Actor turned director Lori Petty gave audiences a gruellingly autobiographical movie about her own traumatised upbringing. The avatar for her troubled self is Jennifer Lawrence as Agnes, a bright idealistic teen, very protective of her two younger sisters; they are all living in a chaotic house in which their mother (Selma Blair) is a troubled coke-abusing soul who has sex with men for money and whose pimp inevitably begins to make sinister advances on Agnes herself. This is probably the movie in which Lawrence really began to demonstrate her star quality and her maturity.
The sci-fi romance that Lawrence made with then-emerging star Chris “Parks and Recreation” Pratt was considered a bit of a dud by many, and in truth a satisfactory ending is not forthcoming. But Lawrence delivers an authentic superstar performance in a high-gloss, high-budget Hollywood property. Pratt is Jim, a regular guy who is emigrating from Earth to a distant planet in a vast passenger ship; the journey takes more than 100 years, so he is in a hibernation pod like everyone else. But then a bash from a meteor-shower jolts open his pod and poor Jim wanders the ship knowing there is 90 years to go; he can’t rehibernate and will grow old and die on this ship, utterly alone. Unless he accidentally-on-purpose cracks open someone else’s pod – and the sleeping beauty he chooses is Aurora, played by Lawrence. They are now weirdly isolated lovers in this brave new world.
Susanne Bier’s flawed historical drama was much misunderstood and underrated at the time, and it became yet another Lawrence film which was initially shelved for a while, although this one was in fact made in the very midst of Lawrence’s huge popularity. Her Serena (ironically named) is a poor but proud young woman in depression-era North Carolina; her dazzling beauty entrances a young entrepreneur played by Bradley Cooper who owns a lucrative but exploitative logging business, and their marriage is to lead to disaster. The film isn’t perfect, but Lawrence’s performance is excellent: she isn’t simply required to inhabit a role of soupy honesty and goodness, but a fierce, bladed personality.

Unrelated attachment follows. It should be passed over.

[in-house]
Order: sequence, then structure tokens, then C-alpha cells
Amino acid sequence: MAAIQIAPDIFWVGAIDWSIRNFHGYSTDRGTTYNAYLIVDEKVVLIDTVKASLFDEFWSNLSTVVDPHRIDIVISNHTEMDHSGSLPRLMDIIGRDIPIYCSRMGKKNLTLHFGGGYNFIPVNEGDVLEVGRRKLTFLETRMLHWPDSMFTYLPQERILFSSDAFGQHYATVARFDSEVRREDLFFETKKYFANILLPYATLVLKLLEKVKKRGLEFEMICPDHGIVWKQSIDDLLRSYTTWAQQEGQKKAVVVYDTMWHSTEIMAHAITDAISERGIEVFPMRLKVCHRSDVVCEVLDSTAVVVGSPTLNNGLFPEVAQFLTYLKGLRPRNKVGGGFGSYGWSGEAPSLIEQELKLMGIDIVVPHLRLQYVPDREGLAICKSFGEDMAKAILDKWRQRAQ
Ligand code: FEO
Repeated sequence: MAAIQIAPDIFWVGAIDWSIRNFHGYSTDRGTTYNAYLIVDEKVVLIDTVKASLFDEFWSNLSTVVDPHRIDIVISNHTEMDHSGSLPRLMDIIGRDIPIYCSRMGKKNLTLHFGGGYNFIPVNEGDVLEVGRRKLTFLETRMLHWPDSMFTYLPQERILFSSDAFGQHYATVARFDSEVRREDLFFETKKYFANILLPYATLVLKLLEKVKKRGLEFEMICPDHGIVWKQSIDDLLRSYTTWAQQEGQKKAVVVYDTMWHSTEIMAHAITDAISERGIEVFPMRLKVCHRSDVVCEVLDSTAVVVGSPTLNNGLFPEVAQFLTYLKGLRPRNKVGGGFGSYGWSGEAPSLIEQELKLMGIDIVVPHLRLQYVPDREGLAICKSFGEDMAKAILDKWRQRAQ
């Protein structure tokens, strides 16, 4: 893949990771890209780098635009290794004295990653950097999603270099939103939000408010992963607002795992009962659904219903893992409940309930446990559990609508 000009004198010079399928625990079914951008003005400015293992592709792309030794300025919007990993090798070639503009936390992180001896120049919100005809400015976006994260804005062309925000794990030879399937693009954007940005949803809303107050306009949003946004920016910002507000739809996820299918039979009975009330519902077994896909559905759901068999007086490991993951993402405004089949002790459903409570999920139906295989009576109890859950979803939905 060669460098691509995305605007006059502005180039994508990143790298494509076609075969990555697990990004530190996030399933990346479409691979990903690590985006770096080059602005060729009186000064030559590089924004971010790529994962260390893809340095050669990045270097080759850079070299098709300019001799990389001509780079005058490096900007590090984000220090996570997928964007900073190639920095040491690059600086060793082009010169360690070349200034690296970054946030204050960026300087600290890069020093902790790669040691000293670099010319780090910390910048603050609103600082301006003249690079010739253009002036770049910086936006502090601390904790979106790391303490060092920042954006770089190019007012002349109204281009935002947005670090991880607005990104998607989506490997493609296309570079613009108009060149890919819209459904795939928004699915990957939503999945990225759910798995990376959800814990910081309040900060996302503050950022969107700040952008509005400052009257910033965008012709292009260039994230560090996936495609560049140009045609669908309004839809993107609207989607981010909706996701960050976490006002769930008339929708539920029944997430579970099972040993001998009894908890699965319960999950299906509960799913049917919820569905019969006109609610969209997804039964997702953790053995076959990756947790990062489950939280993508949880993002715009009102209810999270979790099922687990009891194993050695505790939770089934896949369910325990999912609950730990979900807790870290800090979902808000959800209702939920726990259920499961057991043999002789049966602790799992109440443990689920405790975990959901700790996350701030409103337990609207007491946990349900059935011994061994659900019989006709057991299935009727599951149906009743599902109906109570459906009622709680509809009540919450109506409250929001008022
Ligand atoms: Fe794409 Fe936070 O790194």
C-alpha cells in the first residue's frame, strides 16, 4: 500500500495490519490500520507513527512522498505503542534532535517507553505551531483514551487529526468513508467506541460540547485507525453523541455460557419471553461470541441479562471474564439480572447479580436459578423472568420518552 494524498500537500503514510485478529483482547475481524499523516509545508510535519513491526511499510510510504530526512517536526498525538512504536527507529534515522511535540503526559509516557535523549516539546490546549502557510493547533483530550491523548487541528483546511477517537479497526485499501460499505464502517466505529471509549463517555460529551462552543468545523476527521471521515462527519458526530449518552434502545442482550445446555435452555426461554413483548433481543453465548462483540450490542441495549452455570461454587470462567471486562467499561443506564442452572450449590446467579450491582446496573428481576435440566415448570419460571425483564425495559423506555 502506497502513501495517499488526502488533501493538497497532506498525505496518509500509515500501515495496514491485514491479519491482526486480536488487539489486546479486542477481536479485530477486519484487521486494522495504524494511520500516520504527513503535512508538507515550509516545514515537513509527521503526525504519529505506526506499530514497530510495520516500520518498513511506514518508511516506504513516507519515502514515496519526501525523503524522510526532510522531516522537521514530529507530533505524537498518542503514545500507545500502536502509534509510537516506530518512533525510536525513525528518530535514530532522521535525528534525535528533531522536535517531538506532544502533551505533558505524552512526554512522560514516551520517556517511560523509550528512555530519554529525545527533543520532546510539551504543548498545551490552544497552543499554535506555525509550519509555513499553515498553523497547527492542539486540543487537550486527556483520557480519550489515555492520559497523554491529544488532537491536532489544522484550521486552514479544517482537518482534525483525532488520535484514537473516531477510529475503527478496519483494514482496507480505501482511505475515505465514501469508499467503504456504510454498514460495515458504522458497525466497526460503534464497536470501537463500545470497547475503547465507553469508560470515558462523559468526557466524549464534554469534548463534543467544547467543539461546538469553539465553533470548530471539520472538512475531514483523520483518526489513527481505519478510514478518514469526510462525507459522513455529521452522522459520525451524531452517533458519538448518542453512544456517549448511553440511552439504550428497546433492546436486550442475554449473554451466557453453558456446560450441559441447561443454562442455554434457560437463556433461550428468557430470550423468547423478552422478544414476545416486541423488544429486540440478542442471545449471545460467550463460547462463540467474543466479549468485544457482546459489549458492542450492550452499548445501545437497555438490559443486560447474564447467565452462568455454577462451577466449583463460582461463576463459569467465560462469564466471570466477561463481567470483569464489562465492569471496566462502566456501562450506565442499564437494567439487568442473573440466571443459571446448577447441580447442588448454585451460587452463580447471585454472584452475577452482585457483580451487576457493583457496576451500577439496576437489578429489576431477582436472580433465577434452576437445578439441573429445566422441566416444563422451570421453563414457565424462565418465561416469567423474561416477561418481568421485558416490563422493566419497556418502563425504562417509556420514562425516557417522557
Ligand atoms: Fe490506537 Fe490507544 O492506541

Lawrence may well have thought that someone of her standing deserved a kickass action thriller to go with her existing appearances in superhero and YA adventure franchises. Red Sparrow fitted the bill: an entirely preposterous but undoubtedly edgy movie which delivers the excitement. Lawrence plays Dominika, a Russian dancer at the Bolshoi who has to quit dancing due to injury and finds herself drawn into an alternative career: a secret special forces operative trained in assassination, martial arts and sexual seduction. It’s very OTT stuff, violent and raunchy; and Lawrence has the chops for it.
There has been excitable talk about Lawrence getting another Oscar for this awards-bait movie. She undoubtedly gives a very good, very well-intended performance, though the film wants to have its cake and eat it. Causeway aspires to the seriousness of a film about brain-injury, it aims to have its star be congratulated for her courage in depicting someone supposedly so afflicted – and yet it wants her to look attractive most of the time, and so the unsightly symptoms of brain injury basically vanish after the opening scenes. Lawrence plays Lynsey, a serving US soldier sent back to her home town of New Orleans after being injured by a roadside bomb. She is keen to get better and even redeploy, and has a tender new friendship with a local guy, the always excellent Brian Tyree Henry. Lawrence is fine; the film is glib.
Sign up to Film Weekly
Take a front seat at the cinema with our weekly email filled with all the latest news and all the movie action that matters